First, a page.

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Today's Stichomancy for Orson Welles

The first excerpt represents the element of Air. It speaks of mental influences and the process of thought, and is drawn from Betty Zane by Zane Grey:

engaged in moving their stock and the things they wished to save from the destructive torch of the redskin. The women had their hands full with the children, the cleaning of rifles and moulding of bullets, and the thousand and one things the sterner tasks of their husbands had left them. Major McColloch, Jonathan and Silas Zane, early in the day, had taken different directions along the river to keep a sharp lookout for signs of the enemy. Colonel Zane intended to stay in his oven house and defend it, so he had not moved anything to the fort excepting his horses and cattle. Old Sam, the negro, was hauling loads of hay inside the stockade. Captain Boggs had detailed several scouts to watch the roads and one of these was the young man, Clarke, who had accompanied the Major from Fort Pitt.


Betty Zane
The second excerpt represents the element of Fire. It speaks of emotional influences and base passions, and is drawn from Reminiscences of Tolstoy by Leo Tolstoy:

and consistent. You read it over next day, and have to throw the whole thing away, because, good as it is, it misses the main thing. There is no imagination in it, no subtlety, none of the necessary something, none of that only just without which all your cleverness is worth nothing. Another day you get up after a bad night, with your nerves all on edge, and you think, 'To-day I shall write well, at any rate.' And as a matter of fact, what you write is beautiful, picturesque, with any amount of imagination. You look it through again; it is no good, because it is written stupidly. There is plenty of color, but not enough intelligence.

The third excerpt represents the element of Water. It speaks of pure spiritual influences and feelings of love, and is drawn from The Tanach:

1_Kings 13: 20 And it came to pass, as they sat at the table, that the word of the LORD came unto the prophet that brought him back.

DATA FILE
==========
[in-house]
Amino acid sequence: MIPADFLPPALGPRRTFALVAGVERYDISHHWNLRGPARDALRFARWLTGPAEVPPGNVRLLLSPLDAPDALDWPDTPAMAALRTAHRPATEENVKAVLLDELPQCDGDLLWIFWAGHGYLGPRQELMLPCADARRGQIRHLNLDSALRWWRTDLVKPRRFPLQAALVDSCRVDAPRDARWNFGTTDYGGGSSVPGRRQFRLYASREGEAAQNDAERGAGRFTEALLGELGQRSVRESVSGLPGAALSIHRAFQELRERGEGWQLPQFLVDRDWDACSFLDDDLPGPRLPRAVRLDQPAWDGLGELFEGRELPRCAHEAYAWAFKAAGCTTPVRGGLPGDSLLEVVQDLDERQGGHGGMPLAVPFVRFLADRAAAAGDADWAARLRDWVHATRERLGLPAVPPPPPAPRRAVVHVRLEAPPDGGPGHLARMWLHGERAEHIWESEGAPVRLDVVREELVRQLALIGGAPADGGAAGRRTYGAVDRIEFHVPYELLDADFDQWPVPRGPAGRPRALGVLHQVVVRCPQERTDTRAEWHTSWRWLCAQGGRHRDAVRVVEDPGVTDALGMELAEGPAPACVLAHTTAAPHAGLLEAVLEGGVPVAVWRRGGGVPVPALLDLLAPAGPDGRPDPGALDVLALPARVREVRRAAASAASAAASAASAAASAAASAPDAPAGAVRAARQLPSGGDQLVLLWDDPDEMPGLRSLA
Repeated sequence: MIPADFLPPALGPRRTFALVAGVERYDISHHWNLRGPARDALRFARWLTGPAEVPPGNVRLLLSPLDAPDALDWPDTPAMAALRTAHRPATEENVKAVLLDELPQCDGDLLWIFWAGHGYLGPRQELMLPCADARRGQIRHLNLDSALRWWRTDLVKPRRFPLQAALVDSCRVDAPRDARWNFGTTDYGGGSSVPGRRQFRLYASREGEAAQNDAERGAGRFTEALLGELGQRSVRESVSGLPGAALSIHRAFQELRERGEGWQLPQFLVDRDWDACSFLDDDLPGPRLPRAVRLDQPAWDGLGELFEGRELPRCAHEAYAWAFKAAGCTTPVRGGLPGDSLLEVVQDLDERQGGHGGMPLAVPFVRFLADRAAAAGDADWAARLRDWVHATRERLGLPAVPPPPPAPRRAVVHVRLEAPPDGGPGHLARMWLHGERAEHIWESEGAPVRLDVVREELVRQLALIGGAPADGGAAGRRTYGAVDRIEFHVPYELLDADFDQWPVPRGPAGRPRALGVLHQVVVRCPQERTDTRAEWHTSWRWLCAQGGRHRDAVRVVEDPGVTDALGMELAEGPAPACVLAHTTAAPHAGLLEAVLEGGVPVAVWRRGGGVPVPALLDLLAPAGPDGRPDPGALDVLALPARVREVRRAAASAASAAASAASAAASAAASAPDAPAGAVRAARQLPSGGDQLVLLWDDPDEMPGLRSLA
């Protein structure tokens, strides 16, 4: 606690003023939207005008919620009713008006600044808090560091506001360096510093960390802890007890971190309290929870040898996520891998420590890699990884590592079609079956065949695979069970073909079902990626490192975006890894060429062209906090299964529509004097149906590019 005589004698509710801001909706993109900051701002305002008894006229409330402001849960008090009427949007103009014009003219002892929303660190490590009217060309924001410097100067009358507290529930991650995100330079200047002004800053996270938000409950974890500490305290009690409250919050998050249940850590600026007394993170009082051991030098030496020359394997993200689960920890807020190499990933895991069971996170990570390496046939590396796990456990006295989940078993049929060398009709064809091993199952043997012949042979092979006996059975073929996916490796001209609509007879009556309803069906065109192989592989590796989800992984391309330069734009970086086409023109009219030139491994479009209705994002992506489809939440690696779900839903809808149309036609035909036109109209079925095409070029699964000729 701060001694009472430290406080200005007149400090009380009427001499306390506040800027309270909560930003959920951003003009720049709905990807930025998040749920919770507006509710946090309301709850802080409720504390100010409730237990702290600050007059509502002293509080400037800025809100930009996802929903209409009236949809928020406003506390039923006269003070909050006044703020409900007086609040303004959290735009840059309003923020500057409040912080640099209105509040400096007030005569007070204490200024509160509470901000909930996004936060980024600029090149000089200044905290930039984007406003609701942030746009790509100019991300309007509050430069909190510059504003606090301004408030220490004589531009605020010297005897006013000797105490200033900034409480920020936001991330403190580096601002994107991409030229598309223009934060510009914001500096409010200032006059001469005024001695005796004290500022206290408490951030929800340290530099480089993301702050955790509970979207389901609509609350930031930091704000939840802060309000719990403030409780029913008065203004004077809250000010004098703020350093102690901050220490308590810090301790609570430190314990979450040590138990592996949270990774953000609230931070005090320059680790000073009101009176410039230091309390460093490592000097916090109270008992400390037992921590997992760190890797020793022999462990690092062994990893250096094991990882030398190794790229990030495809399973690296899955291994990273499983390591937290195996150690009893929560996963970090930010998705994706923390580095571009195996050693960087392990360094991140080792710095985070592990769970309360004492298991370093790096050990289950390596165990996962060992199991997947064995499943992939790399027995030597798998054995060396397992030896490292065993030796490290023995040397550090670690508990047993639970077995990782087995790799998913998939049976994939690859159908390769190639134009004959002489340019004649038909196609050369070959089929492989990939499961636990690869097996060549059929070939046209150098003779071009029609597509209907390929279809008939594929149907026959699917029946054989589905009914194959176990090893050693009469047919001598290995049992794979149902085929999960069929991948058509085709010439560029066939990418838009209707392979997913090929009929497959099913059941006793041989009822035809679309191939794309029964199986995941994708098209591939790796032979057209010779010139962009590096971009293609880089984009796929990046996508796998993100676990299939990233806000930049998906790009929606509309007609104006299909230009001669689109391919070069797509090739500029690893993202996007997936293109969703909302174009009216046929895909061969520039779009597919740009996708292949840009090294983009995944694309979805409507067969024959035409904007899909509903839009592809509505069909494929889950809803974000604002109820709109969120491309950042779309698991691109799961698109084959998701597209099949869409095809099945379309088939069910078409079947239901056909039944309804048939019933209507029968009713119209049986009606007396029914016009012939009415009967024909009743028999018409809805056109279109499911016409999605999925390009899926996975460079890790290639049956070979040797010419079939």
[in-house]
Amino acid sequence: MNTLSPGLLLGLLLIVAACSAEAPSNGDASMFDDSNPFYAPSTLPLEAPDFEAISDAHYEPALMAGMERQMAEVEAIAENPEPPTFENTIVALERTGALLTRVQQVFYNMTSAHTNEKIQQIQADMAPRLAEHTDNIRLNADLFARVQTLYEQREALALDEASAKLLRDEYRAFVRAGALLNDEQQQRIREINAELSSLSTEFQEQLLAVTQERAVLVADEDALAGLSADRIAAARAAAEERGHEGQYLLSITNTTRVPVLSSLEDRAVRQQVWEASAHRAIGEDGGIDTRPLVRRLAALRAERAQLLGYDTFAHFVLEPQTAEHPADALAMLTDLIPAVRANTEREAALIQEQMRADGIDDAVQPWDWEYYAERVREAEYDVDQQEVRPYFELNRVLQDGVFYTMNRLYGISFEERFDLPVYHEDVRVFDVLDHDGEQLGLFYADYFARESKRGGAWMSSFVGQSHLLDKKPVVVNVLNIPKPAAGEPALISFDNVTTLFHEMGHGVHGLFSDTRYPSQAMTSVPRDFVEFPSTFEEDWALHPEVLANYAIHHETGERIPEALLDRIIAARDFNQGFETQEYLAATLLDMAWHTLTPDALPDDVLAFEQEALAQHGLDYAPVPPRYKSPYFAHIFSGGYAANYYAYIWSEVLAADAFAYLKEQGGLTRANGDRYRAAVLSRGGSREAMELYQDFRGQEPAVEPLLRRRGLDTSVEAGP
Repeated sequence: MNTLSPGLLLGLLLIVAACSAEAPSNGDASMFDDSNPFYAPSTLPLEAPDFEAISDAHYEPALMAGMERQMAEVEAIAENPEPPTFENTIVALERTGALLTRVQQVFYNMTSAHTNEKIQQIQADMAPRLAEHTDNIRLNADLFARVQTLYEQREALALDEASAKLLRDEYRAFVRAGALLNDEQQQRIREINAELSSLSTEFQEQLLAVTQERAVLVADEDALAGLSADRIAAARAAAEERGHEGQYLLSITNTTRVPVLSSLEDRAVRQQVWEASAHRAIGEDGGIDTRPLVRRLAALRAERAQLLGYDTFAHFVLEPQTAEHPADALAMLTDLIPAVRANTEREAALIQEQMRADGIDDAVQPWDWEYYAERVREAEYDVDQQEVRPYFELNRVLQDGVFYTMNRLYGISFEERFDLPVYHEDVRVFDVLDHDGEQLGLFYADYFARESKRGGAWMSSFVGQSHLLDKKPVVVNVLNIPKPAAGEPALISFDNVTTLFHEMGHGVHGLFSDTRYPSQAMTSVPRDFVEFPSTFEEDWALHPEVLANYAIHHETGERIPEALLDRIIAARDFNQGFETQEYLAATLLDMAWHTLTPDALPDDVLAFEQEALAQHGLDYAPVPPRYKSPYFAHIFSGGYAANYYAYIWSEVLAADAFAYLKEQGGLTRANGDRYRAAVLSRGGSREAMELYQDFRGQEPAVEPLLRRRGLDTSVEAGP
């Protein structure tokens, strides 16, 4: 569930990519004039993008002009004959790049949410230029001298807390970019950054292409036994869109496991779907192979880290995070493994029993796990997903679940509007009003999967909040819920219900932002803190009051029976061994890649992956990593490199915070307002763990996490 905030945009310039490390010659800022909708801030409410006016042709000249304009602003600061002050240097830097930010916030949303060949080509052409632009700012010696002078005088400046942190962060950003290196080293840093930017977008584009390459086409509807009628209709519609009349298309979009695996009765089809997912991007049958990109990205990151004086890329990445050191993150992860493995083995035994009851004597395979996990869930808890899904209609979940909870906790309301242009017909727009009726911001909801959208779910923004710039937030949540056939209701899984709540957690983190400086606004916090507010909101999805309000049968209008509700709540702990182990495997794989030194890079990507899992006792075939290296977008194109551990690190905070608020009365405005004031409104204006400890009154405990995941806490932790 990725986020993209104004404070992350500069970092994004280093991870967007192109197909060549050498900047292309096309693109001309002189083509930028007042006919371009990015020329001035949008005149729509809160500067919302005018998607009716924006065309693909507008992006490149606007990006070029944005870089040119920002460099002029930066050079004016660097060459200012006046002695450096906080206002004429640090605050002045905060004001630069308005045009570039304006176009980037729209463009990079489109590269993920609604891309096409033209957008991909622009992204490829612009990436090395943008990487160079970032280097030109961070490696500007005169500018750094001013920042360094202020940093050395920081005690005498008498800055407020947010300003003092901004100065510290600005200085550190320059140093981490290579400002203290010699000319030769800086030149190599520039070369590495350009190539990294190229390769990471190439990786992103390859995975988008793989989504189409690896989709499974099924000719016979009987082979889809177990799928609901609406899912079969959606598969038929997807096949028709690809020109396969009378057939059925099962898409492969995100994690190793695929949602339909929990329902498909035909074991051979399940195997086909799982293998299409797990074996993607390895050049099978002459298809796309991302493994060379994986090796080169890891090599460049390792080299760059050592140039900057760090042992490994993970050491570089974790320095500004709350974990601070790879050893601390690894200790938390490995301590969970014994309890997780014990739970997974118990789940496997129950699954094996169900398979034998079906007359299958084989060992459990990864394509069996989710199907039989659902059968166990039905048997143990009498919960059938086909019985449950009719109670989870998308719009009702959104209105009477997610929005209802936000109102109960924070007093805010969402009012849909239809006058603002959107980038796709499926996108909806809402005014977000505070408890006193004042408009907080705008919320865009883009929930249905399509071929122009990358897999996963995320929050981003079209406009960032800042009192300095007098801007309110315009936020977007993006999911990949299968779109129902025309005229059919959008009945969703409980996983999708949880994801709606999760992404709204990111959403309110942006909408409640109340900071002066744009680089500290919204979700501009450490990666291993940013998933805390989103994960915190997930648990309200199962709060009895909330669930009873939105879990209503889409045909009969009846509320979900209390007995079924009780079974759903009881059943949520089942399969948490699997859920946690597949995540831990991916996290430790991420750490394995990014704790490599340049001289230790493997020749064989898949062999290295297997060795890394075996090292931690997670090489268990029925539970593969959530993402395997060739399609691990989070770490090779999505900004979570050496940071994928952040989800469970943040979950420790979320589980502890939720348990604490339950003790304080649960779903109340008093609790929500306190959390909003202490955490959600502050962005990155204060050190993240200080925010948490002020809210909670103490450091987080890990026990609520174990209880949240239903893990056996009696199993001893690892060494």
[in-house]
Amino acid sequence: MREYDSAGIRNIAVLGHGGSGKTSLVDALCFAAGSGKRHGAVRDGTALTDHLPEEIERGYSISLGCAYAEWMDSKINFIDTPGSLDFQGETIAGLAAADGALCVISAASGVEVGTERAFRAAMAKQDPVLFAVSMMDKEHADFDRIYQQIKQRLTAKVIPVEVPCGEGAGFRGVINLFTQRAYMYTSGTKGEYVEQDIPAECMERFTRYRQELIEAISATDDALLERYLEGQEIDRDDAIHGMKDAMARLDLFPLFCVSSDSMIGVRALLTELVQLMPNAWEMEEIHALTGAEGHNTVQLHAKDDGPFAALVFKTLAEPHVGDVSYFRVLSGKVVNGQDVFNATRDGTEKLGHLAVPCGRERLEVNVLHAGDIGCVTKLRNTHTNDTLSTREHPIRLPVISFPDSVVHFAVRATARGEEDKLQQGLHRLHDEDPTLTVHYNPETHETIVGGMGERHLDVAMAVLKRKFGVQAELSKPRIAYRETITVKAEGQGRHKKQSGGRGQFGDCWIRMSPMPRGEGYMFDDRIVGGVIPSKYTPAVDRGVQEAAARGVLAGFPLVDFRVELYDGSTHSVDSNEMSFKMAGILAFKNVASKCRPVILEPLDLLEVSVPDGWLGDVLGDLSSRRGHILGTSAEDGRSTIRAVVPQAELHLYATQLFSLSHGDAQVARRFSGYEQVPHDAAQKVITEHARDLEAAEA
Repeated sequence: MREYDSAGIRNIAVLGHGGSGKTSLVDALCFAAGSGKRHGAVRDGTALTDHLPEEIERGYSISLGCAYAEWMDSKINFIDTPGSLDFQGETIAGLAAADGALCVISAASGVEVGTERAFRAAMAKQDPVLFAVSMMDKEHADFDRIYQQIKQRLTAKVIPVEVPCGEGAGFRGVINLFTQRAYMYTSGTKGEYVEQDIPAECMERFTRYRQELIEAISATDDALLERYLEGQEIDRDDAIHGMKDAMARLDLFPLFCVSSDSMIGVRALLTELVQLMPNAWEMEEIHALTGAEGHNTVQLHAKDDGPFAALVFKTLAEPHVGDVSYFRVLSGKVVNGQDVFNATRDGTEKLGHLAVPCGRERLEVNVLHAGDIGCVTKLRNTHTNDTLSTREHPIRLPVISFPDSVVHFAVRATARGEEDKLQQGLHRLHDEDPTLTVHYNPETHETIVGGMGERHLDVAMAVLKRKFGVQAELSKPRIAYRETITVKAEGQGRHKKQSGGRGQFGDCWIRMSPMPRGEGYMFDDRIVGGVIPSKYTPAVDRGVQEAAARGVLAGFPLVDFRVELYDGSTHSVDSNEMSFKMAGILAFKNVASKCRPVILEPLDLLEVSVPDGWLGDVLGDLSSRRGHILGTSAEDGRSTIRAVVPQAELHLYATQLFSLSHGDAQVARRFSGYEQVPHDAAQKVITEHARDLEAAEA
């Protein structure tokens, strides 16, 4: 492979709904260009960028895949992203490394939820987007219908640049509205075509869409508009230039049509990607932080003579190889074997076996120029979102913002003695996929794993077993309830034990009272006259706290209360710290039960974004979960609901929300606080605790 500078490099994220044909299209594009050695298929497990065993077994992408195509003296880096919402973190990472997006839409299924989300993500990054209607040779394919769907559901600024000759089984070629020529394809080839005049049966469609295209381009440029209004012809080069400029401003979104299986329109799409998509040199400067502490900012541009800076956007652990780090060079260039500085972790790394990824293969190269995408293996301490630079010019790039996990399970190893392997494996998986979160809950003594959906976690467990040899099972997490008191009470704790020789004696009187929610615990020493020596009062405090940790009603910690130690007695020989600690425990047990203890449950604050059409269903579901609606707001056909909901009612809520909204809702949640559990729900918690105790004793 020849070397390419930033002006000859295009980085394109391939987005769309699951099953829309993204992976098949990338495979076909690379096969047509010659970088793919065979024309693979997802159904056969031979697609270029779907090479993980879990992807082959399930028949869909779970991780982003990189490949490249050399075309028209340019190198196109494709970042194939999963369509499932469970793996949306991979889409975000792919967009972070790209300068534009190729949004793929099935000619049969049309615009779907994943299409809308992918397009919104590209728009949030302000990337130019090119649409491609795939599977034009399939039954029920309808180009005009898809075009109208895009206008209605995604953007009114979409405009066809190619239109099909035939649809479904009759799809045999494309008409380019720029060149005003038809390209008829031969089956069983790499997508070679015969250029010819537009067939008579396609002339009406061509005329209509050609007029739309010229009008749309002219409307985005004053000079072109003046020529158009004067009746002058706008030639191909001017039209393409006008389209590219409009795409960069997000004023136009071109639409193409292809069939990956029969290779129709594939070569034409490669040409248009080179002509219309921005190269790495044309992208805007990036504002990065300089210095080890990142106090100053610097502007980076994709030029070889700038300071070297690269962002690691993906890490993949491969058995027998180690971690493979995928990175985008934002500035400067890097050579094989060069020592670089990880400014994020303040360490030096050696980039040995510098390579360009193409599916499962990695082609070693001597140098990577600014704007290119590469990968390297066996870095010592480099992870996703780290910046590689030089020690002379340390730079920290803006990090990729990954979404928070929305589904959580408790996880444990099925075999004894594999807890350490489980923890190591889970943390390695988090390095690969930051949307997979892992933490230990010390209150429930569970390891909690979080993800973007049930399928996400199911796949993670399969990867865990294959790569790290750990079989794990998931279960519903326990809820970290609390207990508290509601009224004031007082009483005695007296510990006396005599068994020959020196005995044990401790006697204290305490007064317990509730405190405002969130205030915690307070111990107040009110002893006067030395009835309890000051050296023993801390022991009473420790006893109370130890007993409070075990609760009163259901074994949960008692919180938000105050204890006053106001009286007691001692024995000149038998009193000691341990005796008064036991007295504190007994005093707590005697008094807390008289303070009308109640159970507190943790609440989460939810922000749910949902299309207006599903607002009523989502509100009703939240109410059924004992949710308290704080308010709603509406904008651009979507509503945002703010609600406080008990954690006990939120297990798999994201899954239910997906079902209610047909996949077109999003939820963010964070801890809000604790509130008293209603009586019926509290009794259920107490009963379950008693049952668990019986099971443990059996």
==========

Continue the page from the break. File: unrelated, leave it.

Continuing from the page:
1_Kings 13: 21 And he cried unto the man of God that came from Judah, saying: 'Thus saith the LORD: Forasmuch as thou hast rebelled against the word of the LORD, and hast not kept the commandment which the LORD thy God commanded thee,

1_Kings 13: 22 but camest back, and hast eaten bread and drunk water in the place of which He said to thee: Eat no bread, and drink no water; thy carcass shall not come unto the sepulchre of thy fathers.'

1_Kings 13: 23 And it came to pass, after he had eaten bread, and after he had drunk, that he saddled for him the ass, namely, for the prophet whom he had brought back.

1_Kings 13: 24 And when he was gone, a lion met him by the way, and slew him; and his carcass was cast in the way, and the ass stood by it; the lion also stood by the carcass.

1_Kings 13: 25 And, behold, men passed by, and saw the carcass cast in the way, and the lion standing by the carcass; and they came and told it in the city where the old prophet dwelt.

1_Kings 13: 26 And when the prophet that brought him back from the way heard thereof, he said: 'It is the man of God, who rebelled against the word of the LORD; therefore the LORD hath delivered him unto the lion, which hath torn him, and slain him, according to the word of the LORD, which He spoke unto him.'

1_Kings 13: 27 And he spoke to his sons, saying: 'Saddle me the ass.' And they saddled it.


The Tanach
The fourth excerpt represents the element of Earth. It speaks of physical influences and the impact of the unseen on the visible world, and is drawn from Father Goriot by Honore de Balzac:

foreshadows the lodgers--the picture of the house is completed by the portrait of its mistress.

Mme. Vauquer at the age of fifty is like all women who "have seen a deal of trouble." She has the glassy eyes and innocent air of a trafficker in flesh and blood, who will wax virtuously indignant to obtain a higher price for her services, but who is quite ready to betray a Georges or a Pichegru, if a Georges or a Pichegru were in hiding and still to be betrayed, or for any other expedient that may alleviate her lot. Still, "she is a good woman at bottom," said the lodgers who believed that the widow was wholly dependent upon the money that they paid her, and


Father Goriot